Well, it turned out Jake was not my biological father. When I sent in my samples I opted to get the results via email - funny how technology is laced throughout this story from conception to revelation. It was a Thursday and I couldn't sleep, so I got up and brought my laptop into bed. I tried to be quiet as my boyfriend slept soundly next to me.
The results were not due for another day or two, but when I opened gmail, there it was - "DNA Results." In the middle of the darkness, my heart literally spasmed - a feeling I only remember having once before when I watched my brother just miss getting hit by a car.
The feeling was panic I think, which was so unexpected. I mean, I had been researching, blogging and corresponding for a couple of years on this topic and had been coordinating with Jake nearly two weeks, why such sudden panic? Feelings came forward that I never new were there, it was like I had repressed so much trying not to upset my parents, keeping the secret, not telling my brother. I opened the results scanning feverishly......where does it say "it"? where is the yes and no? I actually read and read the marker results with no understanding of the answer. For a moment I thought to myself that this was a metaphor for my conception a pivotal moment, a meaningful event, reduced to technicalities, to tests and medical procedures. And then:
"With 99.9% accuracy the donor is NOT biologically related"
It was as if a shot had rung out and there is that odd silence when you wonder what damage has occurred or who was shot. I actually felt physically nauseous. I started to cry......so much crying about this all. It never ends.
The only way I can describe it was that it felt like someone had died. Jake was alive and well in Brooklyn, but he wasn't my biological father and that hope, that chance to truly know myself - evaporated. I'm even crying writing this. Aside for a love of narrative writing and literature, I'm not a very dramatic person so this crying, this constant emotion is so unlike me.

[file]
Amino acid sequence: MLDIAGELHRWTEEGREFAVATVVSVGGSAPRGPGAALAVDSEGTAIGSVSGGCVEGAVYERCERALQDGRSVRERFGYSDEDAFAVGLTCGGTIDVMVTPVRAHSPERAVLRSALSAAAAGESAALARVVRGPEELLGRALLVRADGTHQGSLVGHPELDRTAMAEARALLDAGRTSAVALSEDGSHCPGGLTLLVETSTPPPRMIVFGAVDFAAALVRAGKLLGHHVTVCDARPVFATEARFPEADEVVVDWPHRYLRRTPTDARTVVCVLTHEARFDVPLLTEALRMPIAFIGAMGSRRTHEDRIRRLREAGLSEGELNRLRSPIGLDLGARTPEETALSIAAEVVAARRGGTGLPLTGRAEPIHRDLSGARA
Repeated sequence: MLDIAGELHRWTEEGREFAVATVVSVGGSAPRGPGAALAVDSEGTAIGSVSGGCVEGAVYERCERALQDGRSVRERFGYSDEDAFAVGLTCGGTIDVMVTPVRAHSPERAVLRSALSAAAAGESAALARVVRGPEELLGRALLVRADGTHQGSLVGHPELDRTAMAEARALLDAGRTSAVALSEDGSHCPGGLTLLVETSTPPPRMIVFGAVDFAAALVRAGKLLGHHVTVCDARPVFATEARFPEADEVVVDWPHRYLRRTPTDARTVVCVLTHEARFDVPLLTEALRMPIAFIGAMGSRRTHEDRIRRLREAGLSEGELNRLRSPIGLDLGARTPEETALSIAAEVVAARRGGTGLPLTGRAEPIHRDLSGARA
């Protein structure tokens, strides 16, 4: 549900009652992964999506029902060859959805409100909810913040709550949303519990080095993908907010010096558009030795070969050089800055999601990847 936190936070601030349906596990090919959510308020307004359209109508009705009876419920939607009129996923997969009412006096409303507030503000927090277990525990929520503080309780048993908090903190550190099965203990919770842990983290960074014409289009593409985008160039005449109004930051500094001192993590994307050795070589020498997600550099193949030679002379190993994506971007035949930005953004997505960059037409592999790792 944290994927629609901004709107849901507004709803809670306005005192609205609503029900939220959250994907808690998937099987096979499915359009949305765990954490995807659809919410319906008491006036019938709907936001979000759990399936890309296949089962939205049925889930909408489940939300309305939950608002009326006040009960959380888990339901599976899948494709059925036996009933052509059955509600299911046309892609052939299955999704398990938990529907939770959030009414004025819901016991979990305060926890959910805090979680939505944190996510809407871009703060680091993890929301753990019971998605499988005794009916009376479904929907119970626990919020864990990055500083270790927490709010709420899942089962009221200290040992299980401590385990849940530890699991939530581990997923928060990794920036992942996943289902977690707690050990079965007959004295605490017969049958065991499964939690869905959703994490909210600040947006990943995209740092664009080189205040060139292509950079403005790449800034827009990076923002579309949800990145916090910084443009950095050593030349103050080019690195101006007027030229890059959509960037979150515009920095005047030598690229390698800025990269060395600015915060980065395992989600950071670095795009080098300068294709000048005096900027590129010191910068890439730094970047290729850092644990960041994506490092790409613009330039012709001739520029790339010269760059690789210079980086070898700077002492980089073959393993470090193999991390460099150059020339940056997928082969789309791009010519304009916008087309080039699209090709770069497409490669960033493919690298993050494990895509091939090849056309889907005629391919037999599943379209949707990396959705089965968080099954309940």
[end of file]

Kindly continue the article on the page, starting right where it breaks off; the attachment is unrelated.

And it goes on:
My boyfriend woke up and his eyes were squinting from the laptop glow. "What's up hun?"
"It's not him" I said. He knew, he hugged me. I just cried and cried and cried.
I remember stories my mom told about finding out she and my dad could not have kids, how she cried herself to sleep, how she would breakdown when she saw children and how terrible it was to want something so very badly but be unable to have it. How the feeling just ate her up in side, consumed her.
She doesn't realize, but I understand. It is that very same carnal ache, that heart-breaking urge to have something so out of reach but so intimately linked to who you are that defines the life of a donor offspring. Sometimes I want to scream from the rooftops -
"where are you?" just let me see this person, understand myself, know that half of me exists somewhere outside of my imagination but alas - unlike my mother a sperm bank offers no resolution for this despair, quite the contrary - the sperm bank is where this mess all started.